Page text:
Feed.’s coffee flavoured powder is sold in a bottle, to which water or milk can be added to make a shake. The company claims the drink will satisfy consumers’ appetites for up to half a day. One bottle contains 651 kcal (milk or milk alternative not included), and lists gluten-free oatmeal, pea protein, yellow flax, rice flour, and soluble coffee among its ingredients. A 150 g bottle of dry powder retails for €4.90.
The company is not just targeting the corporate scene. Marketing itself as a lifestyle brand, Feed. is also aimed at students on a budget, vegans, and video ‘gamers’, who don’t make the time to prepare healthy food during group gaming sessions.
“We are not here to replace food. We are here to offer a healthy alternative in a punctual way. We are not telling our consumers to consume Feed. every day, but when they are in a rush, when they don’t have the opportunity to have a proper lunch, or when they don’t want to – or don’t know how to – cook,” we were told.
“Soylent and Huel and Feed. will be the next three rising smart food companies. Instead of Pepsi and Coca-Cola, we have Soylent, Huel and Food.” – Feed. export manager Sebastien Herriau
Feed. has its eyes set on the international market. Having already entered a number of European countries, including Belgium, Switzerland, Luxembourg, and of course its homeland France, the start-up is preparing to enter the UK market in June. US expansion is on the cards for 2020.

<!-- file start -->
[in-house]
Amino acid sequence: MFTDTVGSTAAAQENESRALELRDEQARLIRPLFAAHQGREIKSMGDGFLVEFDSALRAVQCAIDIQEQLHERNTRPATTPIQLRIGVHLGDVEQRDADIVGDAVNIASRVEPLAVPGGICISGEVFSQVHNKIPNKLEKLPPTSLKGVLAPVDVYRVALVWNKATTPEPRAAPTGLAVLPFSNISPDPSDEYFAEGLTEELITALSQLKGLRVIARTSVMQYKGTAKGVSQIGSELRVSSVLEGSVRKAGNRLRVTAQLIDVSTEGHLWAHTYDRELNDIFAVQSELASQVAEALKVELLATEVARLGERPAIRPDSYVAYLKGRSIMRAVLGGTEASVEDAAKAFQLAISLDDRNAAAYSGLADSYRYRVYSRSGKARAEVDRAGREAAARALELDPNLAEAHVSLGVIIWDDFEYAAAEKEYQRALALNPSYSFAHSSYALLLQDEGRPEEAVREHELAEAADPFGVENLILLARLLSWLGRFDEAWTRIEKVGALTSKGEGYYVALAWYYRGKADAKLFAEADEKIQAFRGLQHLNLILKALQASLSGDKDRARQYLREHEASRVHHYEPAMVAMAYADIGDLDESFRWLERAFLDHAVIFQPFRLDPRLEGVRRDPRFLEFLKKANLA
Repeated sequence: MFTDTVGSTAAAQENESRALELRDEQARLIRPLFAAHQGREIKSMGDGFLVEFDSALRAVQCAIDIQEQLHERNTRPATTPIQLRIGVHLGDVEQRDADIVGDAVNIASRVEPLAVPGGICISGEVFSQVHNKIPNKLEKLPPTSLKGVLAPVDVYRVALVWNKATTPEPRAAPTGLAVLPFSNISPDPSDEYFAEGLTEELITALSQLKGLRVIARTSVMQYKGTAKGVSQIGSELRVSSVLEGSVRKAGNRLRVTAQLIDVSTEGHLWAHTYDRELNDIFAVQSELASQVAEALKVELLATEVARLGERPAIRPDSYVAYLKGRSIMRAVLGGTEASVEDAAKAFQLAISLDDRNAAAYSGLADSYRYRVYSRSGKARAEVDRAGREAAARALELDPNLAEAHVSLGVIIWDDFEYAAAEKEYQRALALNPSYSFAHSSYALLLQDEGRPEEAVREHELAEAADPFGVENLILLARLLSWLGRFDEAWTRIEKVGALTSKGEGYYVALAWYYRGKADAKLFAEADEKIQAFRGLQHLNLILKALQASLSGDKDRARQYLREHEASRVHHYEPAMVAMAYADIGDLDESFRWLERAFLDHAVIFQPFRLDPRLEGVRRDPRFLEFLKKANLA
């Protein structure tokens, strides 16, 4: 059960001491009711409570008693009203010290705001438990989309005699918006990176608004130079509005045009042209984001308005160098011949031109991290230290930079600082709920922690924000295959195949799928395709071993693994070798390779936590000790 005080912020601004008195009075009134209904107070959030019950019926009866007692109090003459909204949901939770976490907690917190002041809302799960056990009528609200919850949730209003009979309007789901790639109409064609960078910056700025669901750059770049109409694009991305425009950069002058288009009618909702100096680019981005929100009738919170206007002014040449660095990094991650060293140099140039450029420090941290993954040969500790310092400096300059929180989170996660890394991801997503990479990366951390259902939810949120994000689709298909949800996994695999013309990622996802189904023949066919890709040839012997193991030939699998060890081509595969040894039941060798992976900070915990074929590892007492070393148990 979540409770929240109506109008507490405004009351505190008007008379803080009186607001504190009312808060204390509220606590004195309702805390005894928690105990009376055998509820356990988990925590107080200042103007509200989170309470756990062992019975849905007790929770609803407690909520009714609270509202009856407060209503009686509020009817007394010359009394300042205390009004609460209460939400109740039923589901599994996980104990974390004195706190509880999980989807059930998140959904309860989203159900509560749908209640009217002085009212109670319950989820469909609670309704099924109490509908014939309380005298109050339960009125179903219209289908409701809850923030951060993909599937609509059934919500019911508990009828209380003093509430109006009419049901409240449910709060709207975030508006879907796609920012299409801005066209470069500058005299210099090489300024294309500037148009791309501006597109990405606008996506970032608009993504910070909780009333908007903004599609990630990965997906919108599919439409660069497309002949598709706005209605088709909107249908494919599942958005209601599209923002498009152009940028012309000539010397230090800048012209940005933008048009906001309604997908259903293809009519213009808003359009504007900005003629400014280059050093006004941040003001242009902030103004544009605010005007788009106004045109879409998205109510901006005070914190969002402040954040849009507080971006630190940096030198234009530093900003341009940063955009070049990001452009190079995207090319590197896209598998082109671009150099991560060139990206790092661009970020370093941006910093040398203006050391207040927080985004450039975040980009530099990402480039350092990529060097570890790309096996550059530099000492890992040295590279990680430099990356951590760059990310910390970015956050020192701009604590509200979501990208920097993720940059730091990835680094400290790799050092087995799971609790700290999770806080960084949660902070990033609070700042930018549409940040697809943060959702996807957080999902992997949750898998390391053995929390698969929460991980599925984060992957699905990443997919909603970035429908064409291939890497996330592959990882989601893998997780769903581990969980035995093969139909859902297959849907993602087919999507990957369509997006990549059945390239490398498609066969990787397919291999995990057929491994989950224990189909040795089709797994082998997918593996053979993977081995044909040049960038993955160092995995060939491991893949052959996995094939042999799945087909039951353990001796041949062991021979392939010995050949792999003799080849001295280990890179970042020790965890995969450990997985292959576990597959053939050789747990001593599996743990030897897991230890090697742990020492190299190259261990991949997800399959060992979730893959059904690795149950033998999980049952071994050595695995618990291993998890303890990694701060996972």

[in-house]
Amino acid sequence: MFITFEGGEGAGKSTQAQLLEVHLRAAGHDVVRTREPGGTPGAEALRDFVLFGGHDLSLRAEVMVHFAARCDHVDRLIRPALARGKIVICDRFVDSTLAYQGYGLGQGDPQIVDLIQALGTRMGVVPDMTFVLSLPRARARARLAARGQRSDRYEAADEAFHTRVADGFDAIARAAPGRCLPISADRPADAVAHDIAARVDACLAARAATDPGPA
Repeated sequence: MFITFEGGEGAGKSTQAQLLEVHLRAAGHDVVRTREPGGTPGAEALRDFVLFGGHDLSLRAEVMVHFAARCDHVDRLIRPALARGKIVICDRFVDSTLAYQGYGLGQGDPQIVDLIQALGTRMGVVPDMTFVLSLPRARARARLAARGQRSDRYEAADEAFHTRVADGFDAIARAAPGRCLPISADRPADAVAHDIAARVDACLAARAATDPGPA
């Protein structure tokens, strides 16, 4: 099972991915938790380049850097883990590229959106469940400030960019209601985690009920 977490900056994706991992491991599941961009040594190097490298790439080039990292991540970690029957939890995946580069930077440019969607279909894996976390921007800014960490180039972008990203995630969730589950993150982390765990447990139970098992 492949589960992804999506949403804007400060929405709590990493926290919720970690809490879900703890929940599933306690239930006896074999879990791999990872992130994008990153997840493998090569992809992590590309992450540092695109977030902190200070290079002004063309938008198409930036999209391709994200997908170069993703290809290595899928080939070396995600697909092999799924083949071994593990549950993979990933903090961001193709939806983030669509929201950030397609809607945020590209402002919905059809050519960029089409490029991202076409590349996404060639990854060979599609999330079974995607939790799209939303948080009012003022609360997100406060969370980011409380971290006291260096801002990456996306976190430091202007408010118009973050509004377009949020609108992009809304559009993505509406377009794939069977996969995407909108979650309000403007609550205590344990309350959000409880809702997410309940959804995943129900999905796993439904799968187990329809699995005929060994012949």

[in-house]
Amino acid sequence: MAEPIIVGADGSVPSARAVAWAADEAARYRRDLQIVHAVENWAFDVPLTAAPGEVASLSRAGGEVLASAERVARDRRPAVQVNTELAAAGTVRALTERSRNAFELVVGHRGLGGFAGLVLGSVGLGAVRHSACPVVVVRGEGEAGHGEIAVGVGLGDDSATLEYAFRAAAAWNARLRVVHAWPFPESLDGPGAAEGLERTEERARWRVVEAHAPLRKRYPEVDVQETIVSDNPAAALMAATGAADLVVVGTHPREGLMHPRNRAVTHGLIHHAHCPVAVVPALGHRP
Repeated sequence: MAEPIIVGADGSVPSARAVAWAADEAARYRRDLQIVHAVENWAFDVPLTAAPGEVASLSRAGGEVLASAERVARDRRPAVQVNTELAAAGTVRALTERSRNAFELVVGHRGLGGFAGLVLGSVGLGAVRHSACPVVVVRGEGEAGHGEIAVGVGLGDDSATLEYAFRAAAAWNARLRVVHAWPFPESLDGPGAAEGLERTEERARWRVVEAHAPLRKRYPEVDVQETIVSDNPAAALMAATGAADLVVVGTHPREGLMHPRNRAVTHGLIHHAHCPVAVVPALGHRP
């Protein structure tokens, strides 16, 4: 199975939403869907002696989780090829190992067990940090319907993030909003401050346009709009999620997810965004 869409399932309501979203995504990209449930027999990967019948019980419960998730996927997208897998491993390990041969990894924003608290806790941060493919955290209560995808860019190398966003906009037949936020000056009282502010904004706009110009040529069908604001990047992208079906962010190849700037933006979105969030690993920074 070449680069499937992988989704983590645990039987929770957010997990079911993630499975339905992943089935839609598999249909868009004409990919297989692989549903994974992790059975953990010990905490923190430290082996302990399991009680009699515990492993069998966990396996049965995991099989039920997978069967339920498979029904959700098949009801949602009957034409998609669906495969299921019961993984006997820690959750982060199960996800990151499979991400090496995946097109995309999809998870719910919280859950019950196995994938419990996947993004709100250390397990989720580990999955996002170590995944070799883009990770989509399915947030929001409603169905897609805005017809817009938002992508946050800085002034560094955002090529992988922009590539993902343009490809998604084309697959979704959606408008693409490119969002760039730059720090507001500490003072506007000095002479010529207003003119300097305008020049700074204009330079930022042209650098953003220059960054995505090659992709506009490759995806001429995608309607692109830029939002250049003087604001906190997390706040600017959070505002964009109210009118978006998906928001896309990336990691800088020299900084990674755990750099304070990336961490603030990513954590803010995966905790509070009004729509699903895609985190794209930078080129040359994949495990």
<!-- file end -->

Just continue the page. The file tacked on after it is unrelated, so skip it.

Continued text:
“We want to multiply the point of contact with consumers to make sure that everyone can find Feed. in drugstores, in catering, in retail, in universities,” said Herriau.
“We believe the UK is one of the biggest markets in Europe for smart, functional food. This is where we have the most chance of scaling up fast.”
Soylent: Using plants and cellular to give ‘everything your body needs to thrive’
While California-based Soylent also offers a range of nutritious and convenient powders, RTDs, and bars, at Seeds and Chips, CEO Bryan Crowley tapped into the firm’s sustainability message.
“We’ve got to increase food production. We have a growing obesity epidemic. And yet the consumption of animal protein continues to grow,” Crowley told delegates.
For Soylent, a company which proudly makes its products with a number of genetically modified crops, responding to growing environmental and health concerns means introducing more plant-protein into our diets from cellular sources.
“It’s about finding products that sustain you, that are super efficient. [It’s about] giving everything your body needs to thrive, and using plant and cellular to do that,” said Crowley.
Soylent kicked off the smart food movement when its founder Rob Rhinehart developed a meal replacement powder that he lived off, and blogged about, for 30 days. Following a successful crowdfunding campaign, Rhinehart launched Soylent in 2014.
“[In the future], we want a vending machine where you can put in your diet and a Soylent drink will spit out, customised for you” – Soylent CEO Bryan Crowley
The company has since moved from a meal replacement powder to a ‘complete nutrition platform’ and raised $72m from a number of investors, including Google Ventures. In 2018, Soylent entered the UK market.
Soylent’s original ready-to-drink meal contains 20 g of plant-based protein, omega-3s and 26 added vitamins and minerals. A 12-pack of 414 ml bottles retails on Amazon for £39, equating to £3.25 a bottle.
“We think it’s time to change the conversation, invest in more cellular, and really try to figure out how we can actually create a more sustainable food source for the future,” Crowley told delegates.
“We are hoping that one day we will have a Soylent product [made with majority] cellular sources.”